Killer of Hampstead author Allen Chappelow loses battle to overturn conviction
- Credit: PA Archive/Press Association Ima
Chinese dissident Wang Yam who is serving a life sentence for the murder of reclusive author Mr Chappellow in his home in Downshire Hill, Hampstead has lost his long battle to overturn his conviction.
Yam was found guilty at the Old Bailey in 2009 of beating 86-year-old Allan Chappelow to death.
The 55-year-old challenged his conviction at the Court of Appeal, in London, with his lawyers arguing there was “fresh evidence” capable of casting doubt on its safety.
But his appeal was rejected by the court with Lord Chief Justice Thomas saying the evidence from three new witnesses for the defence did not undermine the jury’s verdict.
Mr Chappelow, was repeatedly hit over the head at his crumbling Georgian terraced house in May 2006. His body was found weeks later under a metre-high pile of papers after police were alerted by suspicious bank transactions on his account.
He had suffered massive head injuries and his wounds indicated he was possibly tortured.
Use of his stolen credit cards was traced to Yam, a financial adviser who lived in nearby Denning Road, Hampstead, and had fled to Switzerland.
- 1 Hampstead Heath to host first Christmas Fayre
- 2 Burglar posing as police officer 'preyed upon the elderly'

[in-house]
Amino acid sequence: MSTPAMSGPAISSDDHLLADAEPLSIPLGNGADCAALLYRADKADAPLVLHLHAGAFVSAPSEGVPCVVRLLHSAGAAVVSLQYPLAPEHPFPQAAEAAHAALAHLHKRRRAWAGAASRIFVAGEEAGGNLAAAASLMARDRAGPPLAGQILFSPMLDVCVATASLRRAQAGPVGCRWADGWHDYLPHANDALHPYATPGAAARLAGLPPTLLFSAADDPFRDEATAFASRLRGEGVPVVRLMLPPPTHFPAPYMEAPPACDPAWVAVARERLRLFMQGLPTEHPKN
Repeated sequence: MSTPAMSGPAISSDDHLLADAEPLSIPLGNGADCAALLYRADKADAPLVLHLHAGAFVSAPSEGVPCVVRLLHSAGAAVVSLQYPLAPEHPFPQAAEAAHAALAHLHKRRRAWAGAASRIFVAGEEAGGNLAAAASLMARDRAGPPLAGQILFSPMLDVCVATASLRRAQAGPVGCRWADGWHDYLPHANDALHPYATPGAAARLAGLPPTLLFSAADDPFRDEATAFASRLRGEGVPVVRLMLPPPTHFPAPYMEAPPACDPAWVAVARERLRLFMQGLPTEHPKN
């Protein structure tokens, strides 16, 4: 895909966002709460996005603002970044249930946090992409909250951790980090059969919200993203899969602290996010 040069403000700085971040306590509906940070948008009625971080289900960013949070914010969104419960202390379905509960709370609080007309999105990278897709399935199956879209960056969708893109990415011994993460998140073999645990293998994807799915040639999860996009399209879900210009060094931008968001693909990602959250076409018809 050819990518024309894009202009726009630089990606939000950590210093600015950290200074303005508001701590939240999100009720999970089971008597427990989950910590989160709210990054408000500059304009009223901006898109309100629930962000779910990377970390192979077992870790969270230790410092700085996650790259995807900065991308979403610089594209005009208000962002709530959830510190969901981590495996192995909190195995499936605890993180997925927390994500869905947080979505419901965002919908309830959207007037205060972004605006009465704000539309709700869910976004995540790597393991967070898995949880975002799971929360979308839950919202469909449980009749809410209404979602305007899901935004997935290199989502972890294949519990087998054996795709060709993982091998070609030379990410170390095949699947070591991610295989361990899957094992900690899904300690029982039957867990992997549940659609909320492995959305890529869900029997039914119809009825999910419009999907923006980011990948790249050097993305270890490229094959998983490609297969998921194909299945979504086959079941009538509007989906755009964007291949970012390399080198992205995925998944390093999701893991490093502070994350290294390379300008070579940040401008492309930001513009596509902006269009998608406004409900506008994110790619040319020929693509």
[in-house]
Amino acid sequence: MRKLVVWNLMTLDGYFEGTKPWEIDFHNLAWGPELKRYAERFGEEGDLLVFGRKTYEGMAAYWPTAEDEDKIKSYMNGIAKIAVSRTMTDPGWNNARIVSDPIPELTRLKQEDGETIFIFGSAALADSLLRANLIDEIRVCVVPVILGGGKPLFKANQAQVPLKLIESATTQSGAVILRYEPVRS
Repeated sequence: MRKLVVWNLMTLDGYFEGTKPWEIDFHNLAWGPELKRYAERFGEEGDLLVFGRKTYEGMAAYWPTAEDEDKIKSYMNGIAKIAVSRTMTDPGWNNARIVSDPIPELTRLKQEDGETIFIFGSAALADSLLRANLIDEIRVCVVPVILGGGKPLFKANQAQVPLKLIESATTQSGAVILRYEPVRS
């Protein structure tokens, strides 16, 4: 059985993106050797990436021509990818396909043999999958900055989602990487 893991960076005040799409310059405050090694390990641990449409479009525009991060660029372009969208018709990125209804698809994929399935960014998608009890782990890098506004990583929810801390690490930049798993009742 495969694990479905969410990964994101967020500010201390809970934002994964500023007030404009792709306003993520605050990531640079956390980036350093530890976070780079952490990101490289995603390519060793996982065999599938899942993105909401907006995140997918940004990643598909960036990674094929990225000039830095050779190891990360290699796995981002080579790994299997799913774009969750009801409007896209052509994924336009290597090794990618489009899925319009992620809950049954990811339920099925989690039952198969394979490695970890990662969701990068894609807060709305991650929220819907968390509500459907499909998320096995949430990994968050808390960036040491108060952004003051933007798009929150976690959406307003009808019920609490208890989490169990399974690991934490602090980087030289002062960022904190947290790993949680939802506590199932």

- 3 Hanukkah 2021: Five events in north London tonight
- 4 Warnings of ice across London amid plummeting temperatures
- 5 Possible travel disruptions in north London this week
- 6 CCTV: Man makes ‘sexually explicit comments’ to teen on tube
- 7 Susan Jones obituary: A 'humble' Muswell Hill shop owner of 40 years
- 8 Artist with autism exhibits vibrant London scenes at Lido Cafe
- 9 North London Chorus to perform in Muswell Hill
- 10 Highgate Hill housing plans spark fears over new pub's future
Yam, who left China after the 1989 Tiananmen Square uprising, always denied the murder and blamed gangsters.
At his first trial in 2008, Yam was found guilty of theft and fraud and jailed for four-and-a-half years, but the jury was unable to reach a decision on the murder charge.
He was convicted of murder the following year and jailed for a minimum of 20 years.
His defence case was heard behind closed doors at the insistence of prosecutors, after the government claimed secrecy was necessary in the interests of national security. It is believed to be the first murder trial in which a secrecy order was imposed for such a reason.
Yam’s appeal was dismissed by Lord Thomas who said: “The evidence at trial sufficiently convinced the jury that Yam was solely and exclusively responsible for the activities involving the deceased’s handset/SIM card and their use in the identity fraud and that the connection between those activities and the death of Allan Chappelow established Yam as the only possible perpetrator of the murder.”
Yam, now in his 50s, has also launched a case before the European Court of Human Rights, challenging the secret nature of his trial.